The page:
Amazon is spying on us? A terrifying story told by a senator from the US state of Virginia demonstrates how bad things really are.
Edward Snowden, one of the world’s most wanted fugitives, has warned us of what is to come. And it’s already here. This Reuters storey confirms that Amazon is spying on us in such detail that there is no longer any privacy in any aspect of our lives.
Ibraheem Samirah, a Virginia lawmaker, has spent a lot of time studying internet privacy issues and openly discussed how to regulate tech firms’ collection of personal data. Nonetheless, he was taken aback when he learned the full extent of the data Amazon.com had on him.
Only from his phone, the e-commerce titan collected over 1,000 contacts. It had records of which parts of the Quran Samirah, (raised as a Muslim) had listened to on a specific date. Amazon was aware of every search he conducted on its platform, including one for books on “progressive community organising” and other sensitive health-related inquiries he believed were private.
“Are they really selling products or just spying on ordinary people?” asked Samirah, a Democrat in the Virginia House of Delegates.
Samirah was one of only a few Virginia legislators to oppose an industry-friendly state privacy bill drafted by Amazon that was passed earlier this year. Samirah requested that Amazon disclose the data it had collected on him as a consumer soon after.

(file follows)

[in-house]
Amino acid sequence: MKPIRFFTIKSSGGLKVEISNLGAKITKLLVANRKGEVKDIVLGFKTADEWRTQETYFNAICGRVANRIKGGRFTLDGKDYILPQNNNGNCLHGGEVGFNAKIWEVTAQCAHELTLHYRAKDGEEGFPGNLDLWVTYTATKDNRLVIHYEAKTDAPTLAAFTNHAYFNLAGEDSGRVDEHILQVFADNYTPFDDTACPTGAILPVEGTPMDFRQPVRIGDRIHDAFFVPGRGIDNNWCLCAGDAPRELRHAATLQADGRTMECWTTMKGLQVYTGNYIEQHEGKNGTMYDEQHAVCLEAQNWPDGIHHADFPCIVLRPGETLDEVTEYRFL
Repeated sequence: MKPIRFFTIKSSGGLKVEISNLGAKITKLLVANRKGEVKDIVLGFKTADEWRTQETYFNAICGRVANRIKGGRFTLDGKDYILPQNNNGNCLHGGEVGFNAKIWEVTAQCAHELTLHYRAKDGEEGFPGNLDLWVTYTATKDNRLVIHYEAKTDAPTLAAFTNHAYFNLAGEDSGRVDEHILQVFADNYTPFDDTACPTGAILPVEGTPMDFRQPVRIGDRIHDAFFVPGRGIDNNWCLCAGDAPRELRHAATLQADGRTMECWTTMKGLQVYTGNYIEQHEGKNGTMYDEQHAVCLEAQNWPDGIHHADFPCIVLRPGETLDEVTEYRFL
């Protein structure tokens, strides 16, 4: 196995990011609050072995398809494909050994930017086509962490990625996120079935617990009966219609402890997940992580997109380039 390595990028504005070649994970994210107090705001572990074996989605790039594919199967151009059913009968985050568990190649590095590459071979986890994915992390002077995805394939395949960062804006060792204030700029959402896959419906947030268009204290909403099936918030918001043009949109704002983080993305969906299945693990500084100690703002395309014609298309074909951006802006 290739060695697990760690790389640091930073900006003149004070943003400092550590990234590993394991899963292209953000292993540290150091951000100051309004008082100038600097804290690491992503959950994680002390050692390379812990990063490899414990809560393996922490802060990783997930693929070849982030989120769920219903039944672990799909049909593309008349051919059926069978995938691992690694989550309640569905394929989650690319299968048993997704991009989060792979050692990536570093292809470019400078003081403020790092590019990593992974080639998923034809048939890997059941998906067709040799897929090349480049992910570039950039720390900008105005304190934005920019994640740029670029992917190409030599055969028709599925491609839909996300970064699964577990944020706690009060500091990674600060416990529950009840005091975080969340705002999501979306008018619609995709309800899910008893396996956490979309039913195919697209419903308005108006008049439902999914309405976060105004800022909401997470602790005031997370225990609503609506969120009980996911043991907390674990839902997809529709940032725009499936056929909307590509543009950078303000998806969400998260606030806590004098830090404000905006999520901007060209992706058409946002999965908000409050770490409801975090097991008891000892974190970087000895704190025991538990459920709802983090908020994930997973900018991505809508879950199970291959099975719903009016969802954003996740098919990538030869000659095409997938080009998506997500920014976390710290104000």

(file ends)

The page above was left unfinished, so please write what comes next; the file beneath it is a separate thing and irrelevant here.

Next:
Amazon is spying on us through every product it has
Amazon collects a vast amount of information on its customers in the United States, and it began making that data available to all upon request early last year, after failing to defeat a 2018 California measure requiring such disclosures. (Amazon customers in the United States can obtain their data by completing a form on Amazon.com)
That Amazon is spying on us was confirmed by seven Reuters journalists who also obtained access to their private data on the company server. The data demonstrates the corporation’s ability to collect strikingly intimate portraits of individual customers.
Amazon is spying by collecting information through its Alexa voice assistant, e-commerce marketplace, Kindle e-readers, Audible audiobooks, video and music platforms, home-security cameras, and fitness trackers. Alexa-enabled devices record everything that happens inside people’s homes, and Ring security cameras record every visitor.
Such data can reveal a person’s height, weight, and health; their ethnicity and political leanings (via clues in voice data); their reading and purchasing habits; their whereabouts on any given day, and sometimes who they have met.
Amazon is spying on children too
According to one journalist’s dossier, Amazon collected more than 90,000 Alexa recordings of family members between December 2017 and June 2021 – an average of about 70 per day. The recordings included information such as the reporter’s young children’s names and favourite songs.
Amazon recorded the children asking Alexa how they could persuade their mom and dad to let them “play” and receiving detailed instructions on how to persuade their parents to buy them video games.